Baltimore raised graduation rate by lowering the bar

March 30, 2011

Having taught in Baltimore City for 31 years, including 22 years at Western High School — and having recently retired — I feel a few points need be addressed regarding the op-ed column, "Baltimore's graduation rate: a success story still being written" (March 28).

Much has been made recently of the stunning improvement in graduation rates in Baltimore City; very little has been made of some of the reasons. For years at my old school, roughly 20 or 25 seniors (about 10 percent) would not fulfill their graduation requirements (usually failing too many courses their last year), and would be denied a diploma. The major reasons for their lack of graduating would be academic indifference, along with horrible work habits and poor attendance. With the arrival of the New Yorkers (Carmen Russo, Frank DiStefano and later Andrés Alonso) to lead our school system about six or seven years ago, our school would have to submit a list to North Avenue of the names of the 20 or 25 seniors who were not going to graduate.

Administrators at central headquarters would get back to us, and we were told that number was not acceptable — it needed to be reduced to seven or eight. So the school would dutifully pare the list down to an "acceptable level" by allowing many unworthy students to graduate. After a few years of constantly being told the number of failures is too high, the school adapted and policed itself, submitting lower numbers that would be acceptable to North Avenue.

There were also other incentives for schools to limit the number of students not graduating — a higher graduation rate would make the school look better, and would reflect positively on the school's own report card. That is clearly one of the major reasons why graduation rates have skyrocketed — schools were told how many students had to graduate.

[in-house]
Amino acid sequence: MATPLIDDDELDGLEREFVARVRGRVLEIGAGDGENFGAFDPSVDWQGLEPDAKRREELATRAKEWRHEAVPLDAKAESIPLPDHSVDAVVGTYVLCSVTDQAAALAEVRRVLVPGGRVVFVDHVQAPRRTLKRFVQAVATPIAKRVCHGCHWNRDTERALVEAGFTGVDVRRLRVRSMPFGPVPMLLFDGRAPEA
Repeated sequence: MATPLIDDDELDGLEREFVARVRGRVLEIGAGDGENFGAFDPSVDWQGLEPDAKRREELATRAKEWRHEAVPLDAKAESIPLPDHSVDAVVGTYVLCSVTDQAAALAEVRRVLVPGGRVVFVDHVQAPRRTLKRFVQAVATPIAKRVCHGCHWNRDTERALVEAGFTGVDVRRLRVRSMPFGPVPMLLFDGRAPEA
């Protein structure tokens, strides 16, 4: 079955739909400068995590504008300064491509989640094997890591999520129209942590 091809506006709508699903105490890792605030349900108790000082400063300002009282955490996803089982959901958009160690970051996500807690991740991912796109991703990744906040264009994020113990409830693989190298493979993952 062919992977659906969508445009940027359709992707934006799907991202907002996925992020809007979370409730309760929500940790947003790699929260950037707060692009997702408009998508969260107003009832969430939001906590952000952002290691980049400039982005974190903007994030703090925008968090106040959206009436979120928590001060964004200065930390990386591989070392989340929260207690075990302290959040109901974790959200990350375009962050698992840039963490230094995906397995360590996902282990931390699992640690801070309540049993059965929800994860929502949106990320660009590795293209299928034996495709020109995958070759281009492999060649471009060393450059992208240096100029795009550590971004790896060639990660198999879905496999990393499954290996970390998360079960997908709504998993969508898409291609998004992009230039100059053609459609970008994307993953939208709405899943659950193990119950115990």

The major problem with this scenario is that students quickly realized that the burden of graduation is no longer on them but is on the schools. That shift of responsibility results in students who are less serious. It also demonstrates why the increase in graduation rates has not resulted in higher SAT scores, nor has it increased the readiness level of Baltimore City graduates for college-level work. It also explains why the large majority of high school graduates in the city still must take remedial courses, in English and especially math, in their first year of college.

The authors also mention how the number of students taking Advanced Placement courses has doubled, and the number of students earning passing grades has increased 25 percent. Not mentioned is that the large majority of students earning those grades come from a few "elite" schools in the city — those same city-wide schools that have been under attack in the past five or 10 years by North Avenue. Rather than being allowed to keep a college-preparatory curriculum that has been successful for decades, the "elite" schools were forced to align their curriculums (and approaches) to the district.

Finally, the authors point out how Maryland is one of the few states that tracks students who miss at least 20 days of school a year (the definition of chronic absenteeism). Yet, many of the students that North Avenue forced schools to graduate were indeed not just students who had chronic absenteeism but students who were absent 50 or 60 days per year! And from talking to teachers from other schools throughout the city, this still is the case. And again, the reason that many students are absent 50 or more days per year is because it has become acceptable. The city, and especially the students, deserve better. The bar truly needs to be raised.

Paul L. Evans, Baltimore

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